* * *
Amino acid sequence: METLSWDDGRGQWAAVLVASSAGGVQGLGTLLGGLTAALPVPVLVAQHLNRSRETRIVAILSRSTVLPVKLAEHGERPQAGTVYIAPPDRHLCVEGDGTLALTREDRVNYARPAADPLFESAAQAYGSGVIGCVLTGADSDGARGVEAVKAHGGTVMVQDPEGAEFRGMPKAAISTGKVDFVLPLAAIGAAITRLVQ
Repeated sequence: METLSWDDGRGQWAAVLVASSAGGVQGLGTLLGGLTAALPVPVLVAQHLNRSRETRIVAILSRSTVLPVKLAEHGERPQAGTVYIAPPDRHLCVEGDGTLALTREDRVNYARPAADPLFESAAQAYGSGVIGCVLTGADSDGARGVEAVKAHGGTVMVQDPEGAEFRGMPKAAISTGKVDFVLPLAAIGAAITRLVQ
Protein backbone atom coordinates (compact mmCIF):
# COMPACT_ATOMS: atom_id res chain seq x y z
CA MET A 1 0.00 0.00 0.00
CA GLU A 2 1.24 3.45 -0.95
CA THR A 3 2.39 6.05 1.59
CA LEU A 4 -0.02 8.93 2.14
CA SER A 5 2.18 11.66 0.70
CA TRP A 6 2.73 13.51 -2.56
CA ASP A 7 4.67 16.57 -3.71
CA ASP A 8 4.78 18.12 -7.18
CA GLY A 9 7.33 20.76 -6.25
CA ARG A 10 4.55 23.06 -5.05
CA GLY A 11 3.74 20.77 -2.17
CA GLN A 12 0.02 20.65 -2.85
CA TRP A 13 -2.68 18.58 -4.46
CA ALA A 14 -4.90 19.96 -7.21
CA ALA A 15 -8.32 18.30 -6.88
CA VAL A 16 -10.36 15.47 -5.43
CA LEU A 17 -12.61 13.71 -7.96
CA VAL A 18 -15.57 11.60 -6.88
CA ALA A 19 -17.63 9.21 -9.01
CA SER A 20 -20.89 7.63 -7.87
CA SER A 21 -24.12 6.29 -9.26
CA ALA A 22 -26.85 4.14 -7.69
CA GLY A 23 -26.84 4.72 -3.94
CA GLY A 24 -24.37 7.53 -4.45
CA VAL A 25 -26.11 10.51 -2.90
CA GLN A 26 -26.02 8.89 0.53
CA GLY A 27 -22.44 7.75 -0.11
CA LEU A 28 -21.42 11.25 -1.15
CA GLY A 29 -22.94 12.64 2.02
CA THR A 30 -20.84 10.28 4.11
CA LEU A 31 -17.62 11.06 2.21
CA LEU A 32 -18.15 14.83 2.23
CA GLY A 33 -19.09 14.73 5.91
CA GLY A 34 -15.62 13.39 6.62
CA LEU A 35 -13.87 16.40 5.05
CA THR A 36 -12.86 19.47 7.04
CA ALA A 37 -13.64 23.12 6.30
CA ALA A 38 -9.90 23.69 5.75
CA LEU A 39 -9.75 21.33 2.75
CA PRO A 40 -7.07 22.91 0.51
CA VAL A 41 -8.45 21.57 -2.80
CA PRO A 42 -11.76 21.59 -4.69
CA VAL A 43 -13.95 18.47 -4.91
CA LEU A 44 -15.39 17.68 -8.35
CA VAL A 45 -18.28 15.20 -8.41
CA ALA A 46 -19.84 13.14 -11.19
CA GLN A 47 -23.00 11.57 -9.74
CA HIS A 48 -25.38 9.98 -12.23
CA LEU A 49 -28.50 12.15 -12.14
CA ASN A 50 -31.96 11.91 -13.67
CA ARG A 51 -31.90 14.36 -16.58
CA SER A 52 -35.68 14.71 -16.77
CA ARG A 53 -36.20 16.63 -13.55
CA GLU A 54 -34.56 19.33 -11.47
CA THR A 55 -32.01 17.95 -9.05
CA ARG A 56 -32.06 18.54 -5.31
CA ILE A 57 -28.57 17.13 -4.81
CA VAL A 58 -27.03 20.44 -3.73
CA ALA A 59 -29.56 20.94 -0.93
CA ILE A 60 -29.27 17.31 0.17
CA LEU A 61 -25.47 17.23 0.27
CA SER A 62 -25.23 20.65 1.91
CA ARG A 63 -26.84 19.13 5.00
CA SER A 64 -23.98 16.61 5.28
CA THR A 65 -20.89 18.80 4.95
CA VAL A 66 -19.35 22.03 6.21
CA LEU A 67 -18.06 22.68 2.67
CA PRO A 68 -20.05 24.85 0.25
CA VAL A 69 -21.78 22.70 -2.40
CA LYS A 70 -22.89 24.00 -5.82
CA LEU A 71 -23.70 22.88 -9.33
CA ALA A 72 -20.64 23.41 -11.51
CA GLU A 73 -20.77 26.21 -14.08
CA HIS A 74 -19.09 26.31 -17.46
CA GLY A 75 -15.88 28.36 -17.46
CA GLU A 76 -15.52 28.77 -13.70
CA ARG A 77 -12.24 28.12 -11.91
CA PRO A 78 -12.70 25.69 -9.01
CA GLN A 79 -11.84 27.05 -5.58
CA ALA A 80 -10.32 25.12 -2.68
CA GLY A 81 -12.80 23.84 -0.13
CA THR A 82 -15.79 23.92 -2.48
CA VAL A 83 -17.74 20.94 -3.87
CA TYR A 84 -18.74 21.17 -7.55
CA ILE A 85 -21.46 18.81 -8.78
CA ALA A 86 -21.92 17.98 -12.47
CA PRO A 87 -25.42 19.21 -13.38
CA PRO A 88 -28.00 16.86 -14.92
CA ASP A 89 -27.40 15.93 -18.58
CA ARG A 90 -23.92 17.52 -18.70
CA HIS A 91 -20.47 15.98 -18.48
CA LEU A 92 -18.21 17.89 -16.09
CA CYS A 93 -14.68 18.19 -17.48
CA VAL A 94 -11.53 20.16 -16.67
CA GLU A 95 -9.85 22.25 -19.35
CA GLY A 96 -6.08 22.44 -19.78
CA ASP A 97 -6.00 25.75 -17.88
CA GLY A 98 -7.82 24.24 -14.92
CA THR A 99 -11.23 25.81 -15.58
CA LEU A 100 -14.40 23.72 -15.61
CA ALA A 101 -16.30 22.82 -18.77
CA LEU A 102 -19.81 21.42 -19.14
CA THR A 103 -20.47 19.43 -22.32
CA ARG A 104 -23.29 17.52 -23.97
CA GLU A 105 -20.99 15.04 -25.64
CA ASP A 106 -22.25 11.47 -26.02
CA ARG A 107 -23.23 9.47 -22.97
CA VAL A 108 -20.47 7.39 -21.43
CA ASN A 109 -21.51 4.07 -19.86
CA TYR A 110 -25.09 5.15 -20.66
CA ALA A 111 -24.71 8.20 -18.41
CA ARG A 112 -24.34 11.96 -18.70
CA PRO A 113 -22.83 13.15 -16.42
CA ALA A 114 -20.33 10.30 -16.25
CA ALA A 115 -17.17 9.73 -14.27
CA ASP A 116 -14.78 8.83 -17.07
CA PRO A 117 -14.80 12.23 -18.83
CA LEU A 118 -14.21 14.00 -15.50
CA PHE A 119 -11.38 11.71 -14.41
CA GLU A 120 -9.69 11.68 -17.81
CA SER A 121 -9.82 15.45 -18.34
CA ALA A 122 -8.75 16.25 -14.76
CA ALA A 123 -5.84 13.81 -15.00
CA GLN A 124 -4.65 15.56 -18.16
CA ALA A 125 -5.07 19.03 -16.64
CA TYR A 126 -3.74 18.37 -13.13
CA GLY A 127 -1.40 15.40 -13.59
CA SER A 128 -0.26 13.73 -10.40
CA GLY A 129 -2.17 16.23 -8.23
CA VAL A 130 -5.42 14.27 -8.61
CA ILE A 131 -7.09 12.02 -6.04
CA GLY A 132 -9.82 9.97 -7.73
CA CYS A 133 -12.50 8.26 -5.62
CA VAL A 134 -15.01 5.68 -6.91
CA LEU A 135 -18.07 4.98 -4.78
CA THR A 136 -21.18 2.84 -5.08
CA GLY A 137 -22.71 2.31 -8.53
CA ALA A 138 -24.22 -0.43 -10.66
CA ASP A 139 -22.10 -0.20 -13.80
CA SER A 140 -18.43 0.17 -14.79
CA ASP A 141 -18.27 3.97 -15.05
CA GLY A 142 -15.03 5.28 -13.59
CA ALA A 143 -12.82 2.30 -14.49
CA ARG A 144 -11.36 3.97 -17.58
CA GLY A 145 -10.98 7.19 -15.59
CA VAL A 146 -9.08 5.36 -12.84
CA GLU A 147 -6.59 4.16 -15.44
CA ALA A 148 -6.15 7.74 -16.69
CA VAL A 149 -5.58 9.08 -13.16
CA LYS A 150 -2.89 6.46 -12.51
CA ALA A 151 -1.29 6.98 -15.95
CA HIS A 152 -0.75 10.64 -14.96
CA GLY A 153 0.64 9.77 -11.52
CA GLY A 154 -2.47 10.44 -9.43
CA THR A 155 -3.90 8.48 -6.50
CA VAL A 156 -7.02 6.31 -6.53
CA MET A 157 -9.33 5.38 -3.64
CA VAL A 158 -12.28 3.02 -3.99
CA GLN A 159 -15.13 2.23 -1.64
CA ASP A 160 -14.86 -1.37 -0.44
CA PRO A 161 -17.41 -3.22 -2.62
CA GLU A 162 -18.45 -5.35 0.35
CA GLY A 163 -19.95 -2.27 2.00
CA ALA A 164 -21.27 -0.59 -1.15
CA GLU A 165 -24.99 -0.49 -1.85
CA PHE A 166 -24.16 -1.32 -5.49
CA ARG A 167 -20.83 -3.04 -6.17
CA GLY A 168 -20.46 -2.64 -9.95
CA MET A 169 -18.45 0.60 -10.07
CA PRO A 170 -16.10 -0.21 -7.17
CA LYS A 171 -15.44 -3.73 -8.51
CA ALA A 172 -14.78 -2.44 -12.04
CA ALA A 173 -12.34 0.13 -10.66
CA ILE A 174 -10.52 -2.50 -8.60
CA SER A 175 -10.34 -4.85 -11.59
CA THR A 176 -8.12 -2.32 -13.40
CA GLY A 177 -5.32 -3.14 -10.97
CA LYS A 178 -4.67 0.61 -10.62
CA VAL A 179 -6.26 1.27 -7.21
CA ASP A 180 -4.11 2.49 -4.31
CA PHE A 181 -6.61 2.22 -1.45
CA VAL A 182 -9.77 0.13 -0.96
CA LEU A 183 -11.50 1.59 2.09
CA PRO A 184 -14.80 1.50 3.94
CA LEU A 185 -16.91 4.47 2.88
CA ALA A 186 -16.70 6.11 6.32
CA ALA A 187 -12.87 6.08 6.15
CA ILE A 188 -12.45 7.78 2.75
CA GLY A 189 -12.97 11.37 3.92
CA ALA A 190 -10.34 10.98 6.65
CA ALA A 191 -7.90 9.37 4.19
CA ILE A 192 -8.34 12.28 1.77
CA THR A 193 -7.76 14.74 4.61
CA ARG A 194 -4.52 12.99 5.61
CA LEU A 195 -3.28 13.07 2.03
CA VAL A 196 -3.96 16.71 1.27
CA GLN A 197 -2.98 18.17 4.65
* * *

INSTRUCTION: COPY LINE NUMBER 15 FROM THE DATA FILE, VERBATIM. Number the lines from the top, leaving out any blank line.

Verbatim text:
CA GLY A 11 3.74 20.77 -2.17